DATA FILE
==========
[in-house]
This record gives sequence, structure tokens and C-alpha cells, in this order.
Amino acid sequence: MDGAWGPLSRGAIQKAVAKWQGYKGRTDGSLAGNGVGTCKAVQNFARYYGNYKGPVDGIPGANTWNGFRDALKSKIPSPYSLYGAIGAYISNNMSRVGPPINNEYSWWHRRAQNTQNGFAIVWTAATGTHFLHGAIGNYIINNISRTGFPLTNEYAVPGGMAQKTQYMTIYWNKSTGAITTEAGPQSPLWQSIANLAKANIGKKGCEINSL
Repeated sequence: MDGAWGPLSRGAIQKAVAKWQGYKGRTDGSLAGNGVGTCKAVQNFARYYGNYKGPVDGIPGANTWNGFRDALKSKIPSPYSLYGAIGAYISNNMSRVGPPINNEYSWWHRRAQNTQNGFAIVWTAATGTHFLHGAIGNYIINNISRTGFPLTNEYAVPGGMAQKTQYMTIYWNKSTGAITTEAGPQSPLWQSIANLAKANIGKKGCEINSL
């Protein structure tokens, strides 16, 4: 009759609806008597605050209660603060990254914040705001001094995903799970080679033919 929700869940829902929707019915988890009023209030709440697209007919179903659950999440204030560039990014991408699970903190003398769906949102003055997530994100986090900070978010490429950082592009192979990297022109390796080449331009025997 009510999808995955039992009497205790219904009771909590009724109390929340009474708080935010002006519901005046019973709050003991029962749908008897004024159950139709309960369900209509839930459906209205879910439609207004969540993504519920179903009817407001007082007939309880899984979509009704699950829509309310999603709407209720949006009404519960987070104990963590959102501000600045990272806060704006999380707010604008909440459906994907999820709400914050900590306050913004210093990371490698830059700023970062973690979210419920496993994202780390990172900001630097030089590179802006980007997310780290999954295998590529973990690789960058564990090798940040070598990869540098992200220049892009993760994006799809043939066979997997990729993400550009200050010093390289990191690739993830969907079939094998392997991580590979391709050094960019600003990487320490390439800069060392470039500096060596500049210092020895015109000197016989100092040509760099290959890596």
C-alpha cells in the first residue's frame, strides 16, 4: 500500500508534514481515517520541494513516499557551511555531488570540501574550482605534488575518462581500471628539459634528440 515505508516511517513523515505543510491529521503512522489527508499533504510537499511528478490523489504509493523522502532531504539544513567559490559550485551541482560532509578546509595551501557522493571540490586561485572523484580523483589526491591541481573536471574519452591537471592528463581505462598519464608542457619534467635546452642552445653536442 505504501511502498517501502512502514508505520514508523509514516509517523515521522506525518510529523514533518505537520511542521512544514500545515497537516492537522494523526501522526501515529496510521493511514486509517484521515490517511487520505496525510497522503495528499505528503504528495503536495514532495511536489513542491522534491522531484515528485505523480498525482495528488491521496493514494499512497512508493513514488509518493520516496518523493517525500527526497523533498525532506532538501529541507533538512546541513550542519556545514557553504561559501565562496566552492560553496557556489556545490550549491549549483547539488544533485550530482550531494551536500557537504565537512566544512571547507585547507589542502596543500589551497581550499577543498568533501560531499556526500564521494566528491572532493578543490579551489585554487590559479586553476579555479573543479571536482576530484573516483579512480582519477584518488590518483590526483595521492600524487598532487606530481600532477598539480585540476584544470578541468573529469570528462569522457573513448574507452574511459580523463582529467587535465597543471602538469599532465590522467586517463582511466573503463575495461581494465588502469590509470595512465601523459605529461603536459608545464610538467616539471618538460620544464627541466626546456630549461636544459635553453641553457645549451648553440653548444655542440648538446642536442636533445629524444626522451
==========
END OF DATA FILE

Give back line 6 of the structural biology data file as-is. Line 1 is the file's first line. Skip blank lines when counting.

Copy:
C-alpha cells in the first residue's frame, strides 16, 4: 500500500508534514481515517520541494513516499557551511555531488570540501574550482605534488575518462581500471628539459634528440 515505508516511517513523515505543510491529521503512522489527508499533504510537499511528478490523489504509493523522502532531504539544513567559490559550485551541482560532509578546509595551501557522493571540490586561485572523484580523483589526491591541481573536471574519452591537471592528463581505462598519464608542457619534467635546452642552445653536442 505504501511502498517501502512502514508505520514508523509514516509517523515521522506525518510529523514533518505537520511542521512544514500545515497537516492537522494523526501522526501515529496510521493511514486509517484521515490517511487520505496525510497522503495528499505528503504528495503536495514532495511536489513542491522534491522531484515528485505523480498525482495528488491521496493514494499512497512508493513514488509518493520516496518523493517525500527526497523533498525532506532538501529541507533538512546541513550542519556545514557553504561559501565562496566552492560553496557556489556545490550549491549549483547539488544533485550530482550531494551536500557537504565537512566544512571547507585547507589542502596543500589551497581550499577543498568533501560531499556526500564521494566528491572532493578543490579551489585554487590559479586553476579555479573543479571536482576530484573516483579512480582519477584518488590518483590526483595521492600524487598532487606530481600532477598539480585540476584544470578541468573529469570528462569522457573513448574507452574511459580523463582529467587535465597543471602538469599532465590522467586517463582511466573503463575495461581494465588502469590509470595512465601523459605529461603536459608545464610538467616539471618538460620544464627541466626546456630549461636544459635553453641553457645549451648553440653548444655542440648538446642536442636533445629524444626522451